Whoever you go with, I strongly urge you to not buy out of the want ads. If you've been looking in the paper,( I often check out Vizsla prices and area codes) you may have recently noticed the TCVC (Twin Cities Vizsla Club) placing ads for Vizsla rescues. I spoke with Dale regarding this and he confirmed my suspicions that a large number of the "rescue" dogs are coming from people who've purchased Vizsla from "backyard" breeders that don't take into account the temperments, hip dysplasia history, health history, ect of the dogs they are breeding, or their descendants. They are also selling them "cheap", undermining alot of the work, time and effort of the consciencious breeders. They also don't tell you what a Vizsla needs in terms of exercise and what they can be like if not exercised. Thus, people are disappointed when their cute puppy grows up and requires more time and energy than they have to give, and they become anxious and even destructive.

You do pay more, but you also have a good idea of what you are getting. An honest & reputable breeder will do some screening and have you answer some questions before letting you buy one of their pups.


Very well stated. Ragardless of breed, very good point and I could't agree more.

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I believe they are going to check out Mira vizlas on the 8th of sept I will post what they decide to to do after then thanks for all the input

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We have a pair of Vizsla. We'd be glad to share our opinions and breeder info with ya. Email me

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Great to hear they are going to see some. Michel does a great job and will give you the real info for what you want to know.

Post when you hear more!

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I love Vizslas, when I have a house they are on top of my list of dogs I want to get.

What do you guys think about vizslas as a family pet? I am not a hunter so the dog won't get trained for birds but I do want a dog that is good in the outdoors and that can handle a day on the boat and trips into the BWCA.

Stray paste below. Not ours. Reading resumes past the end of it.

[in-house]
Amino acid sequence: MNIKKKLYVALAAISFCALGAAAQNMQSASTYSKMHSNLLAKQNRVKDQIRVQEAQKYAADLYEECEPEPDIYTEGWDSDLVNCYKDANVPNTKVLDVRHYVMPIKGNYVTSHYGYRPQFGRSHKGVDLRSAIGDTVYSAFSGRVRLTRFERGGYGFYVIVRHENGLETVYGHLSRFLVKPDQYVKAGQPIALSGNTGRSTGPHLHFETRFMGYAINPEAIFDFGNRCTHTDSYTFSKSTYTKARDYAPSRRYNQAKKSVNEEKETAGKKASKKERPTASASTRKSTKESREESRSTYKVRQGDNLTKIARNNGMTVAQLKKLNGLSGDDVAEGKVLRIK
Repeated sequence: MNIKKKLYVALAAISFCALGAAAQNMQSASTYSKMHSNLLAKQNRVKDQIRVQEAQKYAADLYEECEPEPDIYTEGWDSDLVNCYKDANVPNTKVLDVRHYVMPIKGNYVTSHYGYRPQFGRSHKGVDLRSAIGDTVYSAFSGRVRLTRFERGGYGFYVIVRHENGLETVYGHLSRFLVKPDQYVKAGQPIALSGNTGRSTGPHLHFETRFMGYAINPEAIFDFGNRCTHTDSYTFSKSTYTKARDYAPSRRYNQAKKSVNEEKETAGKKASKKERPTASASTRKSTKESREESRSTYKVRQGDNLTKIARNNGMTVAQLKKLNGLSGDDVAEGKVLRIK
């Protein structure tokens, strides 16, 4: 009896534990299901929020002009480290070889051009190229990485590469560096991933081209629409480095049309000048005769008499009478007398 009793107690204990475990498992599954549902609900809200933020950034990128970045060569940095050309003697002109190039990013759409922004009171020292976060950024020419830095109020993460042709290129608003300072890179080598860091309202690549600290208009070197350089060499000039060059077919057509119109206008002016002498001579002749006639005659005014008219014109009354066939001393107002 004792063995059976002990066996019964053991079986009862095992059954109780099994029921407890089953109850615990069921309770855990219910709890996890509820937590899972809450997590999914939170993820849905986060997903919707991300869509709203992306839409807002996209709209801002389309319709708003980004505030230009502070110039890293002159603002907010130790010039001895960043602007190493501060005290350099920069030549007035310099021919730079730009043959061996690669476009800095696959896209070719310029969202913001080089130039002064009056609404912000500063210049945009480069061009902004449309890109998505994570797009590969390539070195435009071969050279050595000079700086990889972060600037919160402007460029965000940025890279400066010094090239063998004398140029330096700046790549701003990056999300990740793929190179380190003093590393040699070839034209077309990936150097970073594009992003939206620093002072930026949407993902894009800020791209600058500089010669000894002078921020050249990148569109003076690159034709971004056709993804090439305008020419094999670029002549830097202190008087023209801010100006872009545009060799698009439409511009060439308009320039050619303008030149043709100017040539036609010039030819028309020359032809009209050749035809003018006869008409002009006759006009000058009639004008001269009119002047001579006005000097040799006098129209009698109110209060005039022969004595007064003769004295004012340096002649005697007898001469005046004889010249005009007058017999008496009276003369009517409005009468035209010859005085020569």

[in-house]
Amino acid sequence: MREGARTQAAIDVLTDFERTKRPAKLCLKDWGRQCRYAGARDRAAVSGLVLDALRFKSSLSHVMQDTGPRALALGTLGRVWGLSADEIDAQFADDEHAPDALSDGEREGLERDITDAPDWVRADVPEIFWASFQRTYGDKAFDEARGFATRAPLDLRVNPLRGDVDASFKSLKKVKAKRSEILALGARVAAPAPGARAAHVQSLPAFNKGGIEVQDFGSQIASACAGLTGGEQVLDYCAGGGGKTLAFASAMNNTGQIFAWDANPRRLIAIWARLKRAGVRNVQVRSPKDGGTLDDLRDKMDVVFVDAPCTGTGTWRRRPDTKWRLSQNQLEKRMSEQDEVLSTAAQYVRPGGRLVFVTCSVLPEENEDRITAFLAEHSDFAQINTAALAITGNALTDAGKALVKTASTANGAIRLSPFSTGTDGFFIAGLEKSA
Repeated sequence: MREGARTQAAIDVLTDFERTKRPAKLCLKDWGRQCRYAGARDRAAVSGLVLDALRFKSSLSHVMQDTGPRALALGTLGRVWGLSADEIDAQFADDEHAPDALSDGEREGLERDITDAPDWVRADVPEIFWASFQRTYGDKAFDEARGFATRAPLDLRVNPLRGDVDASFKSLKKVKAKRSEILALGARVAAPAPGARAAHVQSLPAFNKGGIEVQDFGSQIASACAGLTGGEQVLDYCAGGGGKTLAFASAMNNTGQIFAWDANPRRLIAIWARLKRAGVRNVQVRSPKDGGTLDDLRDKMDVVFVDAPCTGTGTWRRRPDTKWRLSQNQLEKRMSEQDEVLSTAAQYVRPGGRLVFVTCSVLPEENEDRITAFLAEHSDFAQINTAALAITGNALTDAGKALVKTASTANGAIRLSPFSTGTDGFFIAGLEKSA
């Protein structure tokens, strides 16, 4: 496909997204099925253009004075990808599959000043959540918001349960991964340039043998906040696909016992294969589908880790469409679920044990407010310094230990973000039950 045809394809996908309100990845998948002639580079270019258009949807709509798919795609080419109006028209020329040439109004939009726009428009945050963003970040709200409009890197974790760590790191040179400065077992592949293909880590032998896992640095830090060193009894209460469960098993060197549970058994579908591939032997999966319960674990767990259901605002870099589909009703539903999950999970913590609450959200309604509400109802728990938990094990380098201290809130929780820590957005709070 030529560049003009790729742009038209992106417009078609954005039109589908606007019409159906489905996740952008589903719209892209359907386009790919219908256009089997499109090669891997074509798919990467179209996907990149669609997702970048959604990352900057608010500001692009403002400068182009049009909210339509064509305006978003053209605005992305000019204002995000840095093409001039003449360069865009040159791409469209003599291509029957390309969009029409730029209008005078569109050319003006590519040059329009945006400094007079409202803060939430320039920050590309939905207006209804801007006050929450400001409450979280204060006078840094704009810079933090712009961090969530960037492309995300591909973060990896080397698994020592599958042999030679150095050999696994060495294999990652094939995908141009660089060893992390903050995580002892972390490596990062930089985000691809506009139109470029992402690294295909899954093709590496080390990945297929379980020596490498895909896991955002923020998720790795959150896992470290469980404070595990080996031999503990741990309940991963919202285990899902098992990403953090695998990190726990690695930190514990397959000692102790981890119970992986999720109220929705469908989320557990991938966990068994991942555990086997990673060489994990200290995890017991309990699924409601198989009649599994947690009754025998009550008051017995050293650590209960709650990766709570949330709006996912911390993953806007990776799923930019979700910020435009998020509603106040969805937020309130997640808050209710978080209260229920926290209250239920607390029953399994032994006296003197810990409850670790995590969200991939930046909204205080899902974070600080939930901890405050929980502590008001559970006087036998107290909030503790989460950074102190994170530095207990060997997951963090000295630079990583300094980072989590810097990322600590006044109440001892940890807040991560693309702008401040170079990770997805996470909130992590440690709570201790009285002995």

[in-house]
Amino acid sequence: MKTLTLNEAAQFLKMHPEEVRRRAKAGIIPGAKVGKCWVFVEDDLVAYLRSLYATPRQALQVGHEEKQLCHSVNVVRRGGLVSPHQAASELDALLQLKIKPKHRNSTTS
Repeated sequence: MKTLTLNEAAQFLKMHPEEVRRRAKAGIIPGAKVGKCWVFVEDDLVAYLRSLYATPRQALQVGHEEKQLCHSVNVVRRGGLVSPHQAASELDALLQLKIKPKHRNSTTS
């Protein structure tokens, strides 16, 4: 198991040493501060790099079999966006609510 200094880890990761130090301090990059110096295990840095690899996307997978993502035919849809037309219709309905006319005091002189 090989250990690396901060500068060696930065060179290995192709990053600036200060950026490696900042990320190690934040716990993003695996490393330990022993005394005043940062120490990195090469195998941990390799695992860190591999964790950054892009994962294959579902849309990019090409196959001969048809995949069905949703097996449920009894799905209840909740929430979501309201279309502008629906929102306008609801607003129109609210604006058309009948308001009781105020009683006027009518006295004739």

I know they need a ton of excersize, can anyone tell me how much you need to do on a daily basis to keep them happy and to keep them from getting bored and restless?

I want to get as much info as possible from actual vizsla owners before I decide to persue this breed.

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There is a breeder/trainer with some good pups available right now..i think.

They are from Mitchell SD. Their kennel name is anderson country kennels i think. You can search that name and find them.

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There are a couple of great books that are MUST reads if you want a great run down on the breed. The Vizsla by Boggs is #1. Others are good too. You can get links to them on the VCOI website(v club of illinois) As for exercise they do need regular exercise but you do not have to be a marathon runner to have them. I give them morning and afternooon/evening exercise runs in the yard or field a few days a week. Now this depends on age too. Young pups need different types of stimulation too. They are a smart breed and love people and families. So mental games are top of the list to keep them from getting bored. They mature around 2-3 years of age for males and less for females. In this I mean their brains catch up to the bodies. They are natural hunters and pointers and retrievers, if they have it in them from the breeding stock. Even if you do not hunt you can still exhibit them in the hunt test for Junior Hunter. This is a test that you only carry a blank pistol and fire it when the bird flushes after the point has been established. They also excel in agility and obedience competition. No matter what you get out what you put in.